First Rule of Recreational Trespassing:
Stick to the shadows. The dark will conceal you.
It is roughly ten PM. My roommate, Anna, is lying flat on her back on the wet pavement, her body partway under the fence that surrounds an unused factory pier. I won’t fit so I’m holding her bag, watching her shimmy, sucking her stomach flat and pushing down her breasts with her hands. When she is through, and standing on the other side of the fence, I hand the bag to her and crouch down into the shadows cast by a freight truck.
From where I am hidden by darkness, I watch her boldly walk around the enclosed area with no regard to the factories with lit windows and music coming from within. The bright flood lights create long, dusky patches where she might not be seen, but she ignores them, walking in the visible places instead. I turn around to face the row of buildings. Anna’s recklessness forces me to be more cautious.
I move out of the truck’s shadow and sprint about fifteen feet to a dumpster. The space I am occupying is not concealed enough for comfort, but it offers the best vantage point of the entire avenue flanked by dock and factory. To my left I hear Anna’s footsteps, which sound impossibly loud. Poking my head out from my hiding place, I see the concentrated beam of a flashlight scanning the street about two buildings down. There is no sign of the person wielding the flashlight, and it isn’t coming closer, so I creep over to the truck to wait.
Second Rule of Recreational Trespassing:
Always, always, always be aware of your surroundings.
Anna comes back from her survey of the pier while I’m pressed against the metal on the illuminated side, watching the circle of light still dancing. I go to the fence and take her bag.
"There is a man with a flashlight over there, so hurry up," I whisper calmly as she drops to the ground and starts wriggling. About halfway under, she gets stuck, and that’s when I notice that the lights and music have been turned off in the factory across the avenue. She’s laughing, pushing her chest flat with one hand and trying to raise up the fence with the other.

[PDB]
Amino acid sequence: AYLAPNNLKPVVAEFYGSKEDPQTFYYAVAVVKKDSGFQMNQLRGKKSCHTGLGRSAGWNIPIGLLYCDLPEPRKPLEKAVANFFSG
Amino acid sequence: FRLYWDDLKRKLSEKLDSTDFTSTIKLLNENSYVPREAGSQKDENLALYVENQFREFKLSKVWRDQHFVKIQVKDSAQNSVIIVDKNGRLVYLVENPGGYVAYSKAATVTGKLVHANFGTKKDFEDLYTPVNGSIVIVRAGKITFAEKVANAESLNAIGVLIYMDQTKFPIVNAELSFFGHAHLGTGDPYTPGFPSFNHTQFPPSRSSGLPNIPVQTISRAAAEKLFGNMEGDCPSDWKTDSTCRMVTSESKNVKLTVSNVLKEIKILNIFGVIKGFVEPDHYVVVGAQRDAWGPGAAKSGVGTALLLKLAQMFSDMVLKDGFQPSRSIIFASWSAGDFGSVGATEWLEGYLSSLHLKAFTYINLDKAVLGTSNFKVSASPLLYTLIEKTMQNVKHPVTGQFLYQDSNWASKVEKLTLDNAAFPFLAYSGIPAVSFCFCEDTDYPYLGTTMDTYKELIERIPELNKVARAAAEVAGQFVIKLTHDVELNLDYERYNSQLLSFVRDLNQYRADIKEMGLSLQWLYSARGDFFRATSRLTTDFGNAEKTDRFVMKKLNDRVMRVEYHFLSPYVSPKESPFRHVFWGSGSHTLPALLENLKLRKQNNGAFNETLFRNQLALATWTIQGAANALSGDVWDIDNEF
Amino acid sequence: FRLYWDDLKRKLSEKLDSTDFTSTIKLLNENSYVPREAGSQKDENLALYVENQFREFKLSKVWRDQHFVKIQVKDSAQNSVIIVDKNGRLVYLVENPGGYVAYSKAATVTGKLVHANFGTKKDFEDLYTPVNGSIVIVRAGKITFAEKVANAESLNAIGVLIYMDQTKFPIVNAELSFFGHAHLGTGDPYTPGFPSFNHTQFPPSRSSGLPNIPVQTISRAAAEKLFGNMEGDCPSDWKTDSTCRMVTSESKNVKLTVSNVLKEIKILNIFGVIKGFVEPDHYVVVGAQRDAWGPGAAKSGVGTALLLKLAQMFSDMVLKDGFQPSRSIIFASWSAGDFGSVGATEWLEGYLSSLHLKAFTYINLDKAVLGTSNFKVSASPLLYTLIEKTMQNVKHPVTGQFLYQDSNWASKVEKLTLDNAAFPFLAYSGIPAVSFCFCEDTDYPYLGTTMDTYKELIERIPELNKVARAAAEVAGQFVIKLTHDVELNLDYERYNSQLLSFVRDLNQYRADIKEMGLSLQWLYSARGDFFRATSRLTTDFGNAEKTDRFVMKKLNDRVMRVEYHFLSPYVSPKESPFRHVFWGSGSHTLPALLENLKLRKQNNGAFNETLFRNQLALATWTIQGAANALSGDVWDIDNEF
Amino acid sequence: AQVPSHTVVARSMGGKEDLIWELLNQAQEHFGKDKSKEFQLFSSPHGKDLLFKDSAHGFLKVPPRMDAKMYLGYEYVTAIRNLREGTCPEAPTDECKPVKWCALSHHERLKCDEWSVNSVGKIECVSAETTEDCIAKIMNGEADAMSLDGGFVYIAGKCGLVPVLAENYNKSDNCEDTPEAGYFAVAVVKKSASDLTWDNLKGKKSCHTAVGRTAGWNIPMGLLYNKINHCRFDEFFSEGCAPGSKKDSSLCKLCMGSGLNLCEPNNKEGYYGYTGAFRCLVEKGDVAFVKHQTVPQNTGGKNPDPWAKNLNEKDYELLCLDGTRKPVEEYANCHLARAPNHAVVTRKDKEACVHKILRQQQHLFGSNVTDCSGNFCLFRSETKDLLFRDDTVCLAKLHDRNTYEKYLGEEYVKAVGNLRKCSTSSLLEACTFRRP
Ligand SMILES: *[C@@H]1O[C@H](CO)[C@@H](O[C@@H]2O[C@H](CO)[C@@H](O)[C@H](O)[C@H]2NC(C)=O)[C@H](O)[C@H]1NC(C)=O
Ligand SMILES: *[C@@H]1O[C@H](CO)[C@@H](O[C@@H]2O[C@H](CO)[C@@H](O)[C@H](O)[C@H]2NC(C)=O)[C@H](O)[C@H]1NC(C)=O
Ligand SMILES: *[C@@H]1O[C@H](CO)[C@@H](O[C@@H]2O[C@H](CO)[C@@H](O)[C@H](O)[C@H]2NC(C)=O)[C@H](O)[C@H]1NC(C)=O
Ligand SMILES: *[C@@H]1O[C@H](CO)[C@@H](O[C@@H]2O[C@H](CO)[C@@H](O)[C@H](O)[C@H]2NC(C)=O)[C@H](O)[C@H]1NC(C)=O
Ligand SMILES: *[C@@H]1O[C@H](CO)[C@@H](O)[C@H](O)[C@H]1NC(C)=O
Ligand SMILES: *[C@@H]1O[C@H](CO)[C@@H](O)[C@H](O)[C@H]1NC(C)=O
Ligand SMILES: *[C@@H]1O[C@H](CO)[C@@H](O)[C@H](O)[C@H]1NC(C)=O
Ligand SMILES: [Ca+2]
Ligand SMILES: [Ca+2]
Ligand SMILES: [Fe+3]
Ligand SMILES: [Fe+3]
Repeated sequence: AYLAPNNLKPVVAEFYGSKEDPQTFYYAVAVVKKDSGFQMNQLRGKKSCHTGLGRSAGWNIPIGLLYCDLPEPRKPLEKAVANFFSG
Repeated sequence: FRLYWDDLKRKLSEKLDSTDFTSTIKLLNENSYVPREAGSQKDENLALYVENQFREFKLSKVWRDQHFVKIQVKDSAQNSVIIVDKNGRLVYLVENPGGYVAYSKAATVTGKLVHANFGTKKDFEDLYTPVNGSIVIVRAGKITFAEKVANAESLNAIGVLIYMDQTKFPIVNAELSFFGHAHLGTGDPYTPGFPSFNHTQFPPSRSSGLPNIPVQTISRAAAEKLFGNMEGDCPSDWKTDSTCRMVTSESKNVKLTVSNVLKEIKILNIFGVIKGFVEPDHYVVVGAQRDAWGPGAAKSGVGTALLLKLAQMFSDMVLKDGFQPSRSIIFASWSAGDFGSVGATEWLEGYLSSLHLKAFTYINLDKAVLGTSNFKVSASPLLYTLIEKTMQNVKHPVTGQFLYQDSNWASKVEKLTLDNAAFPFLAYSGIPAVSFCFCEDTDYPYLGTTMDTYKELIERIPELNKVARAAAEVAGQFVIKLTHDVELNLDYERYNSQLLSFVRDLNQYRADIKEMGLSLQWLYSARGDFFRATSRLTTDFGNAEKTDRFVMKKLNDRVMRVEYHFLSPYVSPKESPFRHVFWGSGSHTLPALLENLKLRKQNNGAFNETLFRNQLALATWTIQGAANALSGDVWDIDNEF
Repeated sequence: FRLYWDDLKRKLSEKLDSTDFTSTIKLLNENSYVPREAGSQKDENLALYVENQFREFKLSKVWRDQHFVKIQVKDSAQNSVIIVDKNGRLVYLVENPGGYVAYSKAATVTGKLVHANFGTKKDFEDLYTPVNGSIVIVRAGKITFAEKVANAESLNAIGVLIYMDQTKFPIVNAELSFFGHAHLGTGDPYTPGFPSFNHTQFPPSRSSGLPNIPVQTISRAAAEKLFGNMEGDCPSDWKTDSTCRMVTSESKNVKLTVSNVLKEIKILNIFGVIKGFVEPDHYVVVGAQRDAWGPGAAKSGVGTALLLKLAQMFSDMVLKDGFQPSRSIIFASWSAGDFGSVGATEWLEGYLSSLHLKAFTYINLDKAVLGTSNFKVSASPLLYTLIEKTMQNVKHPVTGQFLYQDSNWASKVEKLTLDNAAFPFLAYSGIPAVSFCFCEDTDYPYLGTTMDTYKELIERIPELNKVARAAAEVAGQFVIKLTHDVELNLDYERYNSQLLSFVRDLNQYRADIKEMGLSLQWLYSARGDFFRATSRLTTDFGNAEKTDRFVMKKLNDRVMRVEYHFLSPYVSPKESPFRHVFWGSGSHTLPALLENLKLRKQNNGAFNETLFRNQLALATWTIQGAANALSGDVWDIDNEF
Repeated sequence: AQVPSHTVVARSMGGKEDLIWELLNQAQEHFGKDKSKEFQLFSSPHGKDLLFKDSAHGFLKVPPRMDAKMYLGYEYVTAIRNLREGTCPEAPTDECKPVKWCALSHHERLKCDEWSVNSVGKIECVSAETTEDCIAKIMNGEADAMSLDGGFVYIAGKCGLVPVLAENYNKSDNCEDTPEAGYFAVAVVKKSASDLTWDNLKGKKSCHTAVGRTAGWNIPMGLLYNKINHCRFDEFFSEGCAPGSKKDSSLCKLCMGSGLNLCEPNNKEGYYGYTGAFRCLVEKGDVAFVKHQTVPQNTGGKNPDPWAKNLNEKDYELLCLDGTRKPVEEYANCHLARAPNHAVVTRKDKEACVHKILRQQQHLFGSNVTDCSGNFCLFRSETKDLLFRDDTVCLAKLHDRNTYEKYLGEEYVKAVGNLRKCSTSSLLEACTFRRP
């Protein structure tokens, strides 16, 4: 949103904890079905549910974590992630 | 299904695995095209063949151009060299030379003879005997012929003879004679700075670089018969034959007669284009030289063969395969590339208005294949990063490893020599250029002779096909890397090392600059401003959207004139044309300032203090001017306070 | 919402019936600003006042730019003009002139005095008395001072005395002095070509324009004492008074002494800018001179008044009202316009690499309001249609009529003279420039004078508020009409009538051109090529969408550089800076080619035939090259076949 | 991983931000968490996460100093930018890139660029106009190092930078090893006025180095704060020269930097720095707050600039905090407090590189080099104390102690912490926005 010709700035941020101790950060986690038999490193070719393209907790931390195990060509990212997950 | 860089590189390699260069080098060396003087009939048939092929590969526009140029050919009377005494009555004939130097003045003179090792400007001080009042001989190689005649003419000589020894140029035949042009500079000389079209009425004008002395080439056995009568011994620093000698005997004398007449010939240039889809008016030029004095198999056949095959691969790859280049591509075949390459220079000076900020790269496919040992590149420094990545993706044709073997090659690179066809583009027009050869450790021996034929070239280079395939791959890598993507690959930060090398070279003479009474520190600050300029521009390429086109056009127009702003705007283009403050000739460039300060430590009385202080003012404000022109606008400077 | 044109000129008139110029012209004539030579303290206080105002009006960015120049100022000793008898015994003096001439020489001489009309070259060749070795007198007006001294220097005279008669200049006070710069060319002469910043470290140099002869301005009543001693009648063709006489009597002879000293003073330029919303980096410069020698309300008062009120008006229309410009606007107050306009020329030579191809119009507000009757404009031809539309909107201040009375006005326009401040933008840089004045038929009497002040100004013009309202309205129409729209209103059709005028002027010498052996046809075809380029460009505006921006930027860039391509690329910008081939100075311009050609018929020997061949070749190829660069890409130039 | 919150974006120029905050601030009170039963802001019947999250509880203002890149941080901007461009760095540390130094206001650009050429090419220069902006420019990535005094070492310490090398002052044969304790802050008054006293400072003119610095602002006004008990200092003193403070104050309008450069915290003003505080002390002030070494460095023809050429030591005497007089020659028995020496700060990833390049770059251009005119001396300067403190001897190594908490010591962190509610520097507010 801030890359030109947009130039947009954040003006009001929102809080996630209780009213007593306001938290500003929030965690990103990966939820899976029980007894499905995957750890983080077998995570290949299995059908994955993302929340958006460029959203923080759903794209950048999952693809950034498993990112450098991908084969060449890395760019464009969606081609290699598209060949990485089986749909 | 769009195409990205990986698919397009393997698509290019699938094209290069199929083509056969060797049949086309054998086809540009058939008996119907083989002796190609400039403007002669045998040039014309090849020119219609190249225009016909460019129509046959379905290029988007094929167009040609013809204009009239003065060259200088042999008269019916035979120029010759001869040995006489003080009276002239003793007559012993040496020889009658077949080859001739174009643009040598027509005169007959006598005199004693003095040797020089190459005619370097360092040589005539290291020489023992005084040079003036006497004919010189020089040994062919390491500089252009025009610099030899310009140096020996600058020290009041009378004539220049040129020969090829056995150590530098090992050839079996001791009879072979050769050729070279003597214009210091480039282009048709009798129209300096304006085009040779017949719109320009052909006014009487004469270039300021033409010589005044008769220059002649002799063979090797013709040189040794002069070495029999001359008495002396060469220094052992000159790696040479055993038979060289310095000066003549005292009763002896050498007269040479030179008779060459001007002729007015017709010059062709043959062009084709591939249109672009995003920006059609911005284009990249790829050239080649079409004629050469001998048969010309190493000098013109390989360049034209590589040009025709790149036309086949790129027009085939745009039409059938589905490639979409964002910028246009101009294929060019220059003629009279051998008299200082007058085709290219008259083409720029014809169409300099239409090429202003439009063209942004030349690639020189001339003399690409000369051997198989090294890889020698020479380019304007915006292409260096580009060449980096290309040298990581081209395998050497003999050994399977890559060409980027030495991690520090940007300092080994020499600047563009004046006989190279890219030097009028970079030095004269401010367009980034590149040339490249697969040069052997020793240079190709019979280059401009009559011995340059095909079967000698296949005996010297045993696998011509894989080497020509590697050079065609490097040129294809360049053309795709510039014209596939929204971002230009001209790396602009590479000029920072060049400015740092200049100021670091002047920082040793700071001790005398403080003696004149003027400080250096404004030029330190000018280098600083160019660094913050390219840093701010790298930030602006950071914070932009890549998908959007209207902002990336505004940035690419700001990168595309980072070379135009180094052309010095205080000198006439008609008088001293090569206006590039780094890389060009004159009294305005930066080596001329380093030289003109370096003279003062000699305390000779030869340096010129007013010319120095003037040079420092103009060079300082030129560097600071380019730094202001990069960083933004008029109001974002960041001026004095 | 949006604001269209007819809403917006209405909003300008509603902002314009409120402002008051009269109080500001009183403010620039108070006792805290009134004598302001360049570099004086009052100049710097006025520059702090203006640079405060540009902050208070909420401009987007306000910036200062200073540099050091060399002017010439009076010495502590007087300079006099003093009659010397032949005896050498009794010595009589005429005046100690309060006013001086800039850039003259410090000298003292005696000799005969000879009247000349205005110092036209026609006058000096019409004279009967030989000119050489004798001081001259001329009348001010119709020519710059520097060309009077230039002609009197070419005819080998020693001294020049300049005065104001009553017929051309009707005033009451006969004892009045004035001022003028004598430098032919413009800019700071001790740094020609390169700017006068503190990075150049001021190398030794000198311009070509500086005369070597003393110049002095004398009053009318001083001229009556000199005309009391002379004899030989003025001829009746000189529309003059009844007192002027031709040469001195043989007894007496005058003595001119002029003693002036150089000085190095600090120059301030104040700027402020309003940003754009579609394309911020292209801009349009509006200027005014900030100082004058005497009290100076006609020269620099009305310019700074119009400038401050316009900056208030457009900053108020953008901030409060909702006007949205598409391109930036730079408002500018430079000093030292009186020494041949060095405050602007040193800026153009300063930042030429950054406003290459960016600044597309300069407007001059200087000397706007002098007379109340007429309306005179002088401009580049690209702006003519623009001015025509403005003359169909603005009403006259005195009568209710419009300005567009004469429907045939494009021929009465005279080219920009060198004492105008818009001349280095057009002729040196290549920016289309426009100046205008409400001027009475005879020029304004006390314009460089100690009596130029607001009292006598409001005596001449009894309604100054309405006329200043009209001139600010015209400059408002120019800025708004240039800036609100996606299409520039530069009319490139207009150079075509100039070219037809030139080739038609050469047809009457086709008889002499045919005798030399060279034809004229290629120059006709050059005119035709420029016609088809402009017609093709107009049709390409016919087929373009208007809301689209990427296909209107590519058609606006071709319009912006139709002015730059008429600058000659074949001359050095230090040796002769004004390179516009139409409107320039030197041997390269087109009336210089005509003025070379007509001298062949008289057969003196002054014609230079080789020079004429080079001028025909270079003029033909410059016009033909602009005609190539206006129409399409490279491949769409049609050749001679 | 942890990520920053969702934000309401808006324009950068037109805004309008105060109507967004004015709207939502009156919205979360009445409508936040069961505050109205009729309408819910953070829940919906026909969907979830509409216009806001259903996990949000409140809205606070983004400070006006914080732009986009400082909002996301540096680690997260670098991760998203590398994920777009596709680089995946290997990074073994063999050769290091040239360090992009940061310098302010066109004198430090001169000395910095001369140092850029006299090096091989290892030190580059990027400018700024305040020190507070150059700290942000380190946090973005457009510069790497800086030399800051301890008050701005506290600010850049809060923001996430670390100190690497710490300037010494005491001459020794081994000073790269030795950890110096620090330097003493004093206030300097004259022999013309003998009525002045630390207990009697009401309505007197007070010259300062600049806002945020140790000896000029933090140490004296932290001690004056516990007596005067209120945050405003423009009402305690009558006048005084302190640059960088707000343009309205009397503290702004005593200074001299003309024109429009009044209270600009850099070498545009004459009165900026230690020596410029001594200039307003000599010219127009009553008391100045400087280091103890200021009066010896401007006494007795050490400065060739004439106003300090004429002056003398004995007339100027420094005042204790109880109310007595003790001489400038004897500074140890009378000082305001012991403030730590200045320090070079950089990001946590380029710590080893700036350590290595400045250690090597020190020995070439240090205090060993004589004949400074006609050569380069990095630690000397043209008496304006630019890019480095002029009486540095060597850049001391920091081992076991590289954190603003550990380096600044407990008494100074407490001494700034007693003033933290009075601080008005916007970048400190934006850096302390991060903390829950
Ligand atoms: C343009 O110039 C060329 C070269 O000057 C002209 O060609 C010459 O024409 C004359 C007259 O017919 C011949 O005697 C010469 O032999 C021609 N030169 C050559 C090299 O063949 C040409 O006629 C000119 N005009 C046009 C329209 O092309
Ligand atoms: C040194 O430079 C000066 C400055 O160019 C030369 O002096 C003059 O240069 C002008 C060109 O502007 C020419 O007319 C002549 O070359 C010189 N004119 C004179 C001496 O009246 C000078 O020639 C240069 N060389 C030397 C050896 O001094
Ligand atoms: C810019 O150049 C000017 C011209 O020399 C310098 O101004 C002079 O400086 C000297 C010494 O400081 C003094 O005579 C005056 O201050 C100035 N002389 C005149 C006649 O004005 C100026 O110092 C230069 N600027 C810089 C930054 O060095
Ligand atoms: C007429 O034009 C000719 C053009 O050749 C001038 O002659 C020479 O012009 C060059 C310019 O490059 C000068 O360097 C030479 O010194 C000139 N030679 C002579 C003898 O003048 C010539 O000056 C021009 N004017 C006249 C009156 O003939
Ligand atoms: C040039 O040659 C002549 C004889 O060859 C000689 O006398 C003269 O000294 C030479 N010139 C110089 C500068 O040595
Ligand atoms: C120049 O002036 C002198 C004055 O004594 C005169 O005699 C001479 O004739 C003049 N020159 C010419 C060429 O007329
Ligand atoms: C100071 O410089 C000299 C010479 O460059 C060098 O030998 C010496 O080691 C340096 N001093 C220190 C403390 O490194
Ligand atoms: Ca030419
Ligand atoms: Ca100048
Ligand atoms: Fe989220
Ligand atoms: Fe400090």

"Look. The lights are out. That means someone will be coming out soon, probably right through those doors. If he does, and you’re still lying there, I’m not getting caught with you," I say with more urgency. She frowns, and forces herself free. Now, with the threat of being caught more real, she follows my lead, staying close to the walls, hidden in darkness. Suddenly, we hear a creaking door, and footsteps coming from around the corner. Anna grabs my wrist and pulls me down, behind a car. I hear her breath, too loud; now she is nervous.
We creep out from our hiding place, see a man and we run.
Third Rule of Recreational Trespassing:
Trespass where there is something to see; unnecessary risks are a fool’s choice.
We are walking down the dark, empty street, dull factory buildings and warehouses looming on either side. My roommate is enthralled by the spinning textile machines we can see through the windows, the murky alleyways and the quiet thrumming of electricity that surrounds everything.
"You know," Anna says, "you’ll always wonder what was on the pier because you didn’t go in."
"My boobs wouldn’t fit under," I answer, "And besides, I could see everything that was there through the fence and you couldn’t get to the water anyhow, so what would be the point?"
We’re both right. I wouldn’t fit, but I’ll always wonder what shimmying under the fence would have felt like at that moment. However, I also know that what she wanted was to be near the seawater, and she went in knowing that it wasn’t reachable. Going in was an empty gesture, maybe for my benefit, maybe for hers.
Fourth Rule of Recreational Trespassing:
Never talk to strangers.
When we started out on our walk, Anna was ducking into open factory doors to ask questions: 'what do you make here?', 'what sort of machine is that?' and so forth. She asked a bored looking security guard if he knew when the trolley tracks were last used. Each time, I hovered nearby, but not too close, ready to break if necessary, my hand covering the knife in my pocket. She trusts everybody; I trust nobody.